They told me that they knew several Muslims that lived in our apartment complex (which served as a dormitory for international students of the college they were going to).  I was later introduced to them and found out they were all from Algeria.

I learned I was allergic to something in my friend’s apartment and had to move out.  So, the Algerians offered to let me stay with them for a month or so.  I did.  During this time, it was Ramadan, and I fasted with them. So, my first Ramadan was in 2002 and I wasn’t even "Muslim" at the time.

I actually learned very very little from them...as most of them were not really practicing themselves.  I only saw one of them pray…..one time!  I did not know at that time that they were not "practicing" Muslims, but looking back I feel really bad for them, as they would spend most of their time drinking and partying. In fact, there were over 50 Muslims in the nearby apartments, and out of them all, I only saw one of them pray, one time, in the entire time I knew them.  Even during Ramadan, and I had five roommates!  This saddens me since I know what it means to be a Muslim now.  I did receive a copy of the Quran from one of them as a gift, but it was a tiny one and all in Arabic.  I still have it to this day.  This roommate was actually the only person that shared any knowledge with me about Islam, and told me was that Muslims believed in Jesus and Mary as well.  Alhamdulillah, at least one of them shared something with me!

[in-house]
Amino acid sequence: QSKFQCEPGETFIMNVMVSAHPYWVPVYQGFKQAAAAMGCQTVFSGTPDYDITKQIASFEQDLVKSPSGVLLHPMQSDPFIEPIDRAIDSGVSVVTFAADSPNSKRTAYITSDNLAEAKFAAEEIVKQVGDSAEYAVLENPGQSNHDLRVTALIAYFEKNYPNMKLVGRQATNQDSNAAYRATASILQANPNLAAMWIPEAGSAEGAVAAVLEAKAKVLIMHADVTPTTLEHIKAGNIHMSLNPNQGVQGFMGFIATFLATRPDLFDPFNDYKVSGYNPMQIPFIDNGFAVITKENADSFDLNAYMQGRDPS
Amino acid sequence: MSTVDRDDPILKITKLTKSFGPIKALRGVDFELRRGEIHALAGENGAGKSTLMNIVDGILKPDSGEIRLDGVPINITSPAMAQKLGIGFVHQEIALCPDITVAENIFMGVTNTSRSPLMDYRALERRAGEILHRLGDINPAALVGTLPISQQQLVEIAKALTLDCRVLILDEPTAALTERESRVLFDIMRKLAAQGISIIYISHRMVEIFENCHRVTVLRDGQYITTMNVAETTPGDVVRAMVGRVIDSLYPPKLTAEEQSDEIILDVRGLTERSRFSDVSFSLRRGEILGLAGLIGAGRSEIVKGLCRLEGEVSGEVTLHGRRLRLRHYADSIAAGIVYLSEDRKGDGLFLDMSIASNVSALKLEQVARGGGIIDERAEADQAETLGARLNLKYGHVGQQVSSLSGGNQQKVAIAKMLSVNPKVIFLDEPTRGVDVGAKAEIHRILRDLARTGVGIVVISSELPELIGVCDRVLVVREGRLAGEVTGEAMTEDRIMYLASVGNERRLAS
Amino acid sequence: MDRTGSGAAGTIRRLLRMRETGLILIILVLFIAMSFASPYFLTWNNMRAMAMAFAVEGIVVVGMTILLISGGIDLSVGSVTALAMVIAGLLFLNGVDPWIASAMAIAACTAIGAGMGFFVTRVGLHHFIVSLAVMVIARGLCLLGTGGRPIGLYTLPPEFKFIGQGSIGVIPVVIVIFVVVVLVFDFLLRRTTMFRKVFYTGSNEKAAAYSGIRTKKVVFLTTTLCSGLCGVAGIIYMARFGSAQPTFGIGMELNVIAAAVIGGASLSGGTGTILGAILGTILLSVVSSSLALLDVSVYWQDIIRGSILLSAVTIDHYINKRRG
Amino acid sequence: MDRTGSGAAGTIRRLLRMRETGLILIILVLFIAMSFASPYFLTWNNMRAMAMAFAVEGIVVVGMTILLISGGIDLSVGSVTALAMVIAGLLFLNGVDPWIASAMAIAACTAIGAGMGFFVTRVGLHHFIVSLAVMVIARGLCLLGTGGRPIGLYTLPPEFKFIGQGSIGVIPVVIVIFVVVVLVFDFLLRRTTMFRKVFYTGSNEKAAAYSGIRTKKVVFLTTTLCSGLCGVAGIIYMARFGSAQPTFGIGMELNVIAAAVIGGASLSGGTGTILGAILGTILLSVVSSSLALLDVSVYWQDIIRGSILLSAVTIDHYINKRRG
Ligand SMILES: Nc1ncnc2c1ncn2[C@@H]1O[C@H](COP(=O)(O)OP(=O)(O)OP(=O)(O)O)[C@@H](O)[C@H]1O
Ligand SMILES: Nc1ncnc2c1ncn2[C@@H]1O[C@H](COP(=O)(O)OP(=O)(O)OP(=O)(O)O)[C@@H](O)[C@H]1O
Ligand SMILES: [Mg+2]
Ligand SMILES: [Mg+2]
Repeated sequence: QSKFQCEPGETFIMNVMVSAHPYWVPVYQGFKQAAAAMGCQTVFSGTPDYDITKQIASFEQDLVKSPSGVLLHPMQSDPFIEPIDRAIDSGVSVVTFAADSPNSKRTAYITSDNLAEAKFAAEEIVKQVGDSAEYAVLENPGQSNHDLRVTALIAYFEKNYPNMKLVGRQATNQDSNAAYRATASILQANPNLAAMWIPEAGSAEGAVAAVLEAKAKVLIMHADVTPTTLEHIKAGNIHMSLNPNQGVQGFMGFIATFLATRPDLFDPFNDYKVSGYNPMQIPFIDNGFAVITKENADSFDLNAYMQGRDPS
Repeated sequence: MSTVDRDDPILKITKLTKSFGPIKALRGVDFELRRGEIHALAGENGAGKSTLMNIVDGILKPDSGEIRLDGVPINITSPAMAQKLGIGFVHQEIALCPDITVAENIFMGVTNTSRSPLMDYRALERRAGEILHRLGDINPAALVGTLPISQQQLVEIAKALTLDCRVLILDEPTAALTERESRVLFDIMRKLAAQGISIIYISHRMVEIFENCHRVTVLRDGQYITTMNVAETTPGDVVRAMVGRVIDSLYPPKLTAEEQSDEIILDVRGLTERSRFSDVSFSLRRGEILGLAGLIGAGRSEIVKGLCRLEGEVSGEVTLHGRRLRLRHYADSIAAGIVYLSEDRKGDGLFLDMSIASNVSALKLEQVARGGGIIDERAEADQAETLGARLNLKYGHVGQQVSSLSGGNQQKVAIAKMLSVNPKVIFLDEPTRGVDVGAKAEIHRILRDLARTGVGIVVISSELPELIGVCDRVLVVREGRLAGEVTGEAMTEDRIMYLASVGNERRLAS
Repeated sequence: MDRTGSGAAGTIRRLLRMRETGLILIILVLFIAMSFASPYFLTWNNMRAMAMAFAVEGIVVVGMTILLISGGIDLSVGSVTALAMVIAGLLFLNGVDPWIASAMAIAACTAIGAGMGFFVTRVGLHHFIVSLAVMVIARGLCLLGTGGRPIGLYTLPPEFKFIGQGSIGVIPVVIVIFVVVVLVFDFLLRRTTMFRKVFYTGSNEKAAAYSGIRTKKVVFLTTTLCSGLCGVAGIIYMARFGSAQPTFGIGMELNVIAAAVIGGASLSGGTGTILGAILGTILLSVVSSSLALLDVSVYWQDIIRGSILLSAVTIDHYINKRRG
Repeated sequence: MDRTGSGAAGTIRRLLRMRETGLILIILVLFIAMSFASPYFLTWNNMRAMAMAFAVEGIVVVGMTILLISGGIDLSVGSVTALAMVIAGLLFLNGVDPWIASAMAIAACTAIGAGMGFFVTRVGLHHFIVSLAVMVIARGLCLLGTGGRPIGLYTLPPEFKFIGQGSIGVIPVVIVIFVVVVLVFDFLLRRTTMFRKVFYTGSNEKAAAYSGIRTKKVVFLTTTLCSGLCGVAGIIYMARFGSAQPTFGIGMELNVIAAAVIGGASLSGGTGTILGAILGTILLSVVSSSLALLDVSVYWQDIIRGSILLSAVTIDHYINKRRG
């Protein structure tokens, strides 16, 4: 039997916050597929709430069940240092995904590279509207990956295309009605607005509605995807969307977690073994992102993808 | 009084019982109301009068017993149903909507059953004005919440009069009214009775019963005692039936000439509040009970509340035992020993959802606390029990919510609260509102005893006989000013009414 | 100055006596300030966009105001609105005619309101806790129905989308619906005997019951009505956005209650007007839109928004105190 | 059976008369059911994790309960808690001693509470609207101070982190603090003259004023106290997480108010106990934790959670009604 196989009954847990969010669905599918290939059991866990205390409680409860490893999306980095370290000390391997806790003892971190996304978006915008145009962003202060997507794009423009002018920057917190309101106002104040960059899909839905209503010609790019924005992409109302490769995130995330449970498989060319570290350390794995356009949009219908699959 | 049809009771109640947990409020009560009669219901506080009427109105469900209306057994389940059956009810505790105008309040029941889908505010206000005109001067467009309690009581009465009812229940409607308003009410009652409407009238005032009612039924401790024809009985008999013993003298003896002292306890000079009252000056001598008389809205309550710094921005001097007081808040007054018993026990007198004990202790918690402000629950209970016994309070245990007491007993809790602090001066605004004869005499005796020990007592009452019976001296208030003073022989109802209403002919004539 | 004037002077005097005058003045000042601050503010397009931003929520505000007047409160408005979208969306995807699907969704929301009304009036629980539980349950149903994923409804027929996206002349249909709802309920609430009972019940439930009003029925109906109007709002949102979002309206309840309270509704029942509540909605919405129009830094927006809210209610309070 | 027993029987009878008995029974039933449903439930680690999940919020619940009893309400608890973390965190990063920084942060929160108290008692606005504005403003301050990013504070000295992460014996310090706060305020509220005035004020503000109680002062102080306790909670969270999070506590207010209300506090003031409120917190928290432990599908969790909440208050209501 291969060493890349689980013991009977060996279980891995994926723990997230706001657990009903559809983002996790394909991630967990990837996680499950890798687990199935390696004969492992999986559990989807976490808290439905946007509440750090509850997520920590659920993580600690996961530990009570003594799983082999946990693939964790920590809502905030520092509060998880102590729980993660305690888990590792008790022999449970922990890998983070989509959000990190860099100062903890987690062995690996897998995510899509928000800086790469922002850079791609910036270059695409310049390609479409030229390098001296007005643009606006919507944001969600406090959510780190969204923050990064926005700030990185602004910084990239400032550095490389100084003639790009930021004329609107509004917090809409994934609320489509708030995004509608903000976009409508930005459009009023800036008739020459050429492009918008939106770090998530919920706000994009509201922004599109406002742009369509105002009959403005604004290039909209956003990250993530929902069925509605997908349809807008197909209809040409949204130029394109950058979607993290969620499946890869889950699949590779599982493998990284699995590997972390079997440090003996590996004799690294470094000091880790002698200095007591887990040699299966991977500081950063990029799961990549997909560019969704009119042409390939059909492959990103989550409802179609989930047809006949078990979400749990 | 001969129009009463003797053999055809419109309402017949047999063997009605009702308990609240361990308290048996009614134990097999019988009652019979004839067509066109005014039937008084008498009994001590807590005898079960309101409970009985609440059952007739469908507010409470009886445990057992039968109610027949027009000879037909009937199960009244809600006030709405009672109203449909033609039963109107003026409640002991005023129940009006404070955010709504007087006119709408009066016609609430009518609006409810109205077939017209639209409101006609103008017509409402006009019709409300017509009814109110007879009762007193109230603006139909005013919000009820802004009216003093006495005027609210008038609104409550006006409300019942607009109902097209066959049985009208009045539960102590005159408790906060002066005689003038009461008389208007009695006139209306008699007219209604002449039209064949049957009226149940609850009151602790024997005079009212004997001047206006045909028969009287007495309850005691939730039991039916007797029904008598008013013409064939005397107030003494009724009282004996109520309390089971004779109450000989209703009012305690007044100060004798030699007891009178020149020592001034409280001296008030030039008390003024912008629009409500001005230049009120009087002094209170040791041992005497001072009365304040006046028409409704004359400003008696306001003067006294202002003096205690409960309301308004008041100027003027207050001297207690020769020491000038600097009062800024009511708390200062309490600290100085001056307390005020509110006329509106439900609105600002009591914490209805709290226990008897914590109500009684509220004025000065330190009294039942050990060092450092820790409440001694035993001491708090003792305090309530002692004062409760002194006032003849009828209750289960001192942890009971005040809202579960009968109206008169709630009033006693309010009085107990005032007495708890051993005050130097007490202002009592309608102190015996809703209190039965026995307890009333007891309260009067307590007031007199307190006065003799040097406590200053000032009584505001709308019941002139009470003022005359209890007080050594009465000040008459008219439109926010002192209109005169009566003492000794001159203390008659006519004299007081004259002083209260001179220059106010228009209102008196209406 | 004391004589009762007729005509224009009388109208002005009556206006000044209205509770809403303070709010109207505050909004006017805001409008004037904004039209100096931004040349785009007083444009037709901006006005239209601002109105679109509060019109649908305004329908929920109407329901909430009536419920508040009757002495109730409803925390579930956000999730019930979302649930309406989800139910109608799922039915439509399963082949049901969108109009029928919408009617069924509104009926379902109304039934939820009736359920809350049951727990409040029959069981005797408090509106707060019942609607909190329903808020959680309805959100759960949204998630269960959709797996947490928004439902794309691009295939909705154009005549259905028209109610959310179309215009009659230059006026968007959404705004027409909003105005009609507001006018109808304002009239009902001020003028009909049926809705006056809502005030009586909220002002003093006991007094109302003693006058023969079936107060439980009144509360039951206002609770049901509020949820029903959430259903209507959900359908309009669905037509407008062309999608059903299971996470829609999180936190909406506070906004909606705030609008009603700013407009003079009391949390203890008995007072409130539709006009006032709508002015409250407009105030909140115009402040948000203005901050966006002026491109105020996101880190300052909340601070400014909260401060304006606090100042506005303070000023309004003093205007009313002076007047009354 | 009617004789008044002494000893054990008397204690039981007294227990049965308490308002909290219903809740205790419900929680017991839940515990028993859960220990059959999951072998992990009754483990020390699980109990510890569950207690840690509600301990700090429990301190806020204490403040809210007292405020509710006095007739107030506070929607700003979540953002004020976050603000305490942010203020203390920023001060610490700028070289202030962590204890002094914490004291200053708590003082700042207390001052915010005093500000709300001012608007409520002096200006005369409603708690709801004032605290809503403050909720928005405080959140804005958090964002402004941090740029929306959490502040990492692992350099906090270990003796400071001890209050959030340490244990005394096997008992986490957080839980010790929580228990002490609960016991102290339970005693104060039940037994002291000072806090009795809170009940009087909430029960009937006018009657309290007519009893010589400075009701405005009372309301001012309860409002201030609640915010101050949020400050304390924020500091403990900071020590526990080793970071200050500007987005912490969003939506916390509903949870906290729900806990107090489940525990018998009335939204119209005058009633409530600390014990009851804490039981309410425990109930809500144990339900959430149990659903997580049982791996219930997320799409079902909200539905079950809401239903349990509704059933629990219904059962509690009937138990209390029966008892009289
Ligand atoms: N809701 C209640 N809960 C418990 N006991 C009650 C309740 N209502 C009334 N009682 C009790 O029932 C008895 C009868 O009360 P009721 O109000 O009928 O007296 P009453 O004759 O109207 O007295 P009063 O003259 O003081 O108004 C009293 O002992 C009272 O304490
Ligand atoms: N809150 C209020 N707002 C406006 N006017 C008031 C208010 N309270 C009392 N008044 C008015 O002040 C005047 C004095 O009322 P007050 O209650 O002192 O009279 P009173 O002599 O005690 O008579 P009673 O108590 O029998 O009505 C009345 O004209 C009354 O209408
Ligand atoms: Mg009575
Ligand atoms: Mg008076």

Later, when I moved to Dallas, I didn’t know a single person there.  I was starting my life from scratch there.  I wasn’t so much into studying religion at that time, but eventually in 2005, I started studying because of an incident that happened to me one night.

 

 

 

Shannon Abulnasr, Ex Christian, USA (part 2 of 3)